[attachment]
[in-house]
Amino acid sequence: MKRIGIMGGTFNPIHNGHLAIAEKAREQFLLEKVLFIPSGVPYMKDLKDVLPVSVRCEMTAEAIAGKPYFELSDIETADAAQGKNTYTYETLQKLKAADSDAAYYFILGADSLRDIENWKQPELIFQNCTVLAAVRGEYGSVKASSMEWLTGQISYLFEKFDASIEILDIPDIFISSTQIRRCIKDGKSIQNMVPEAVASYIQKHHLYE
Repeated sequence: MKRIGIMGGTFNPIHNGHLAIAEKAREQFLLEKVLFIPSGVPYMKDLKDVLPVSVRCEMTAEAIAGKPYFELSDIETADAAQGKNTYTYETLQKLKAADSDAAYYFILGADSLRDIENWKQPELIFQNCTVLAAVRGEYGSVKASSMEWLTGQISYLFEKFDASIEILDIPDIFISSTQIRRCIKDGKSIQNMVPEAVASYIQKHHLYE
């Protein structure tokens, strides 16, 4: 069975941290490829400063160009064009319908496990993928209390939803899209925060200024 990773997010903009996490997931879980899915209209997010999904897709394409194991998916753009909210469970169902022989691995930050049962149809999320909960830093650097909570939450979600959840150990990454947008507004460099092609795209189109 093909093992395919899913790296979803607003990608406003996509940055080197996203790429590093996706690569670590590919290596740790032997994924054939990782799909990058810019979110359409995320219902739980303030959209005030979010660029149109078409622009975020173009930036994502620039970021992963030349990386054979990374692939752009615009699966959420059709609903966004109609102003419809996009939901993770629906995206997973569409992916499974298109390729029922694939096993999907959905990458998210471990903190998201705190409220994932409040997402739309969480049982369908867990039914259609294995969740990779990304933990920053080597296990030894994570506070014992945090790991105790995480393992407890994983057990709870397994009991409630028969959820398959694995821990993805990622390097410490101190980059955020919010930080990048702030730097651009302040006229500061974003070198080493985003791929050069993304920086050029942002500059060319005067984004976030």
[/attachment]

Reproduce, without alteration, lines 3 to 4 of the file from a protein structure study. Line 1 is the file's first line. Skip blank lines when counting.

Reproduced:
Repeated sequence: MKRIGIMGGTFNPIHNGHLAIAEKAREQFLLEKVLFIPSGVPYMKDLKDVLPVSVRCEMTAEAIAGKPYFELSDIETADAAQGKNTYTYETLQKLKAADSDAAYYFILGADSLRDIENWKQPELIFQNCTVLAAVRGEYGSVKASSMEWLTGQISYLFEKFDASIEILDIPDIFISSTQIRRCIKDGKSIQNMVPEAVASYIQKHHLYE
């Protein structure tokens, strides 16, 4: 069975941290490829400063160009064009319908496990993928209390939803899209925060200024 990773997010903009996490997931879980899915209209997010999904897709394409194991998916753009909210469970169902022989691995930050049962149809999320909960830093650097909570939450979600959840150990990454947008507004460099092609795209189109 093909093992395919899913790296979803607003990608406003996509940055080197996203790429590093996706690569670590590919290596740790032997994924054939990782799909990058810019979110359409995320219902739980303030959209005030979010660029149109078409622009975020173009930036994502620039970021992963030349990386054979990374692939752009615009699966959420059709609903966004109609102003419809996009939901993770629906995206997973569409992916499974298109390729029922694939096993999907959905990458998210471990903190998201705190409220994932409040997402739309969480049982369908867990039914259609294995969740990779990304933990920053080597296990030894994570506070014992945090790991105790995480393992407890994983057990709870397994009991409630028969959820398959694995821990993805990622390097410490101190980059955020919010930080990048702030730097651009302040006229500061974003070198080493985003791929050069993304920086050029942002500059060319005067984004976030």